This past year, we have all been through unprecedented changes. Pay cuts, job loss, and remote work have changed the lives of people all over the world. And while we were homeschooling kids while working from home and ordering our groceries online, we were probably also trying to come to terms with the downward swings happening in the market.
As you start preparing to downshift your life to a slower pace — or at least a different pace — and enter your retirement years, you’ll want to consider the best way to make sure your money doesn’t run out.
While there are never any guarantees, proper retirement planning and careful money management will help you retire with confidence and enough assets to comfortably live for the rest of your life.
When it comes to finances, insurance certainly isn’t as exciting to talk about as how to accumulate enough wealth for retirement or the hottest new mutual fund or stock, but it is equally as important. After all, what good is a financial legacy, a business, or an elaborate plan to protect what you have if you lose it all to death, disability, or other issues?
That’s where insurance comes in.
An estate plan ensures that your assets and responsibilities will be properly handled after you pass on. Although it’s often difficult to talk about, establishing a plan is essential in ensuring your loved ones will be taken care of after you are gone. An effective estate plan will decrease your loved ones’ stress in the wake of your passing, minimize the effect of taxes, and ensure that they receive exactly what you want them to.
Times like these might make you want to pay your physician wealth management advisor a visit and tell them to take everything out of the market in the interest of avoiding volatility. Let me be very direct: DON’T! Almost without exception, it is better to stick with your long-term plan.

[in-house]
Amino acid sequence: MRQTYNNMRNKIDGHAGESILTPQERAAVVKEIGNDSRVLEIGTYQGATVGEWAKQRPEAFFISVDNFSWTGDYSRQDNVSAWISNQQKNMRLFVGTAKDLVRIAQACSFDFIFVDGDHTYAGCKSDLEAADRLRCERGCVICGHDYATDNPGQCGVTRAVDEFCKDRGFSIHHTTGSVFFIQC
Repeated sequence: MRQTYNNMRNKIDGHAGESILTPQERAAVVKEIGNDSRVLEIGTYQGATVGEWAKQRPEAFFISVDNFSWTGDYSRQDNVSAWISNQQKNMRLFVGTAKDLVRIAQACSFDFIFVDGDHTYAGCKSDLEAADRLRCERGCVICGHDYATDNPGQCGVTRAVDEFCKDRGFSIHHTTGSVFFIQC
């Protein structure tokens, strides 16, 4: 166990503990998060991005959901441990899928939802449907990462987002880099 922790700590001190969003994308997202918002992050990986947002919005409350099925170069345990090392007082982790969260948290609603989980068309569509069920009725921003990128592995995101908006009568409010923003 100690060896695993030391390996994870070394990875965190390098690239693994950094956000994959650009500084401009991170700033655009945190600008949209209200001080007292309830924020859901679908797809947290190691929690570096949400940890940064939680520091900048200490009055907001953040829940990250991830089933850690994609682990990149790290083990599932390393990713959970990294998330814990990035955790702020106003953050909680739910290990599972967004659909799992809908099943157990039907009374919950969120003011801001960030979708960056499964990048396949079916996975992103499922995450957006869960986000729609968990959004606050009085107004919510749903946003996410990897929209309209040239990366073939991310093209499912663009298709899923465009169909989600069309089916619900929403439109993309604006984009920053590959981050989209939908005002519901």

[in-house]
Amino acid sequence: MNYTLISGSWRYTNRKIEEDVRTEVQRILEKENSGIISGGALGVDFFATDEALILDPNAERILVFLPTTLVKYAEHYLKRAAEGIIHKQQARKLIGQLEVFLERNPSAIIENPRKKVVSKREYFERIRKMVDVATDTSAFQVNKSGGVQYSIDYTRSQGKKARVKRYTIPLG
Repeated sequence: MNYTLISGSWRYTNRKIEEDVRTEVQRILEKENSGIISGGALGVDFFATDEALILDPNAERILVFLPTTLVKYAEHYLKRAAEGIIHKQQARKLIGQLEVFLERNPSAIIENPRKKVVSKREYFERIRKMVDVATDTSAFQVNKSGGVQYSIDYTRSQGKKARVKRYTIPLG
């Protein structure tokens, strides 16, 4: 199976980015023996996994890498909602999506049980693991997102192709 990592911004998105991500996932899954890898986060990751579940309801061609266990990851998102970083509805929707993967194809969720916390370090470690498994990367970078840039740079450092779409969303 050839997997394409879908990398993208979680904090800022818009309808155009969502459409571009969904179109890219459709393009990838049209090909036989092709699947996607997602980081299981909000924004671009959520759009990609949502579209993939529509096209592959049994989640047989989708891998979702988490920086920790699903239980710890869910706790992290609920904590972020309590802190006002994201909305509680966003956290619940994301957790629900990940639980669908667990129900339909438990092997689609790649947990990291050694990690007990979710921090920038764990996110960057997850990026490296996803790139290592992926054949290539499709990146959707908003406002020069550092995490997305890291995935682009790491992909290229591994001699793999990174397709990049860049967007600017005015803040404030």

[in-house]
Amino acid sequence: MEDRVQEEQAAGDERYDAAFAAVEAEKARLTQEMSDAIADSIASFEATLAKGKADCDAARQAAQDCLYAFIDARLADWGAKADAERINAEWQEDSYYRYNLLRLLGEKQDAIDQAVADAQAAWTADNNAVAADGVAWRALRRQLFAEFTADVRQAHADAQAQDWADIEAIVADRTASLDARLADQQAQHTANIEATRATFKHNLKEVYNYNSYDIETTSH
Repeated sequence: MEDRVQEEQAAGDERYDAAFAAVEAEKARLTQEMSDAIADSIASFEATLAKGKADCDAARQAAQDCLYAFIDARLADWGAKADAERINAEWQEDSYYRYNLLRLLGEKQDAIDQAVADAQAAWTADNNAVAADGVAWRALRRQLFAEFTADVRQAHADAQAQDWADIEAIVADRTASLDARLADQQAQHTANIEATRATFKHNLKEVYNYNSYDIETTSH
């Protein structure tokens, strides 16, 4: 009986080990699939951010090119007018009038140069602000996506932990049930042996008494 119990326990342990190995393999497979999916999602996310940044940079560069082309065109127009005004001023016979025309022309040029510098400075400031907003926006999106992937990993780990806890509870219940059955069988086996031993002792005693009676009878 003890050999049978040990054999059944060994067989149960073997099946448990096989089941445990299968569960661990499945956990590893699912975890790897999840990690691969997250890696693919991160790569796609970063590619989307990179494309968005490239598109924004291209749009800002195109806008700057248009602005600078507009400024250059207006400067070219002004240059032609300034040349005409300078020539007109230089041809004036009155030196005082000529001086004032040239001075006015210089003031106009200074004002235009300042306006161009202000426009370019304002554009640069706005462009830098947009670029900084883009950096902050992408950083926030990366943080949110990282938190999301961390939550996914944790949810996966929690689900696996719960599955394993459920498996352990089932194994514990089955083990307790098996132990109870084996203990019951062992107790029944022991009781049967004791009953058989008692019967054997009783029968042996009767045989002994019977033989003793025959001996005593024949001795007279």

Because many physicians are compensated relative to the work they do, most have seen an immediate, substantial drop in income. Many are now living on a mere fraction of what they were making before. So, as a healthcare professional, what steps can you take to ensure financial stability for your business and your family? Consider these practical applications.
As you near retirement, the reality of exiting the accumulation phase and entering the distribution phase of life starts to set in. Everything is going to change; financial strategies during retirement vary drastically from the strategies you used during your working years. Are you prepared? Have you adequately planned and saved?
As an investor, it can be tempting to try to “beat the market.” In fact, many “active” investors assume they can do just that, even when evidence shows that market timing does not add value, on average.
So, why are so many people choosing active fund managers or, as amateurs, to actively manage their own funds? Here are some of the main reasons and mistakes that lead people to assume that their active management will be successful.
With tuition costs rising 2.6 percent every year, a rate that is nearly eight times the average growth in wages*, saving for your children’s college can be a daunting task. However, with proper planning and the help of your trusted wealth management advisor for doctors in Boise, ID, it is possible to be prepared to assist your children in their educational goals.
Mutual Funds and ETFs (exchange-traded funds) are popular investment vehicles, both for seasoned investors and those just starting to build a portfolio. By combining money with other investors, and either allowing the leadership of a professional fund manager (active investor) or the stability of larger indexes (passive) fuel growth, these funds can efficiently provide investors access to almost the entire investable world.